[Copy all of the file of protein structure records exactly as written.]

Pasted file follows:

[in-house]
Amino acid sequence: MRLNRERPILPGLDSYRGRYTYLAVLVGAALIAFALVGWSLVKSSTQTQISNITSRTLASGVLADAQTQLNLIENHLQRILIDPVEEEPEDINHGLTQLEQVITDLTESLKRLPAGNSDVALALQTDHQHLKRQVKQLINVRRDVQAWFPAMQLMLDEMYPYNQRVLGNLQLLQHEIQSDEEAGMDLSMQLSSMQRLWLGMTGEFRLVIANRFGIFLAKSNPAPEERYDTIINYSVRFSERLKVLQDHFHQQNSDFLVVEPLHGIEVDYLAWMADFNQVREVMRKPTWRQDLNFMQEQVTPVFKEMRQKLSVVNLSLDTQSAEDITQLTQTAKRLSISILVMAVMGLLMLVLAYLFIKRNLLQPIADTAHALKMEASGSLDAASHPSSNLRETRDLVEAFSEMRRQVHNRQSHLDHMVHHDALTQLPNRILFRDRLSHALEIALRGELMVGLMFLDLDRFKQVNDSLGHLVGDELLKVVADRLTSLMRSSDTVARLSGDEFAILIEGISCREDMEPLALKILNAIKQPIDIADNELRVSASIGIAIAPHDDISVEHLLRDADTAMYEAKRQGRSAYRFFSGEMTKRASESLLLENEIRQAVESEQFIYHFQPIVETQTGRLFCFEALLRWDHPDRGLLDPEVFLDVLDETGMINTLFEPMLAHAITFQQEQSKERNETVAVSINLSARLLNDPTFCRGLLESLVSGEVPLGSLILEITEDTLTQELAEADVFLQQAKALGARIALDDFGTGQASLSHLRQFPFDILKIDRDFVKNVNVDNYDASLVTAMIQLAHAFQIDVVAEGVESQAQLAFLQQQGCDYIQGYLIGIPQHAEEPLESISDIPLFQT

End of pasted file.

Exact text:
[in-house]
Amino acid sequence: MRLNRERPILPGLDSYRGRYTYLAVLVGAALIAFALVGWSLVKSSTQTQISNITSRTLASGVLADAQTQLNLIENHLQRILIDPVEEEPEDINHGLTQLEQVITDLTESLKRLPAGNSDVALALQTDHQHLKRQVKQLINVRRDVQAWFPAMQLMLDEMYPYNQRVLGNLQLLQHEIQSDEEAGMDLSMQLSSMQRLWLGMTGEFRLVIANRFGIFLAKSNPAPEERYDTIINYSVRFSERLKVLQDHFHQQNSDFLVVEPLHGIEVDYLAWMADFNQVREVMRKPTWRQDLNFMQEQVTPVFKEMRQKLSVVNLSLDTQSAEDITQLTQTAKRLSISILVMAVMGLLMLVLAYLFIKRNLLQPIADTAHALKMEASGSLDAASHPSSNLRETRDLVEAFSEMRRQVHNRQSHLDHMVHHDALTQLPNRILFRDRLSHALEIALRGELMVGLMFLDLDRFKQVNDSLGHLVGDELLKVVADRLTSLMRSSDTVARLSGDEFAILIEGISCREDMEPLALKILNAIKQPIDIADNELRVSASIGIAIAPHDDISVEHLLRDADTAMYEAKRQGRSAYRFFSGEMTKRASESLLLENEIRQAVESEQFIYHFQPIVETQTGRLFCFEALLRWDHPDRGLLDPEVFLDVLDETGMINTLFEPMLAHAITFQQEQSKERNETVAVSINLSARLLNDPTFCRGLLESLVSGEVPLGSLILEITEDTLTQELAEADVFLQQAKALGARIALDDFGTGQASLSHLRQFPFDILKIDRDFVKNVNVDNYDASLVTAMIQLAHAFQIDVVAEGVESQAQLAFLQQQGCDYIQGYLIGIPQHAEEPLESISDIPLFQT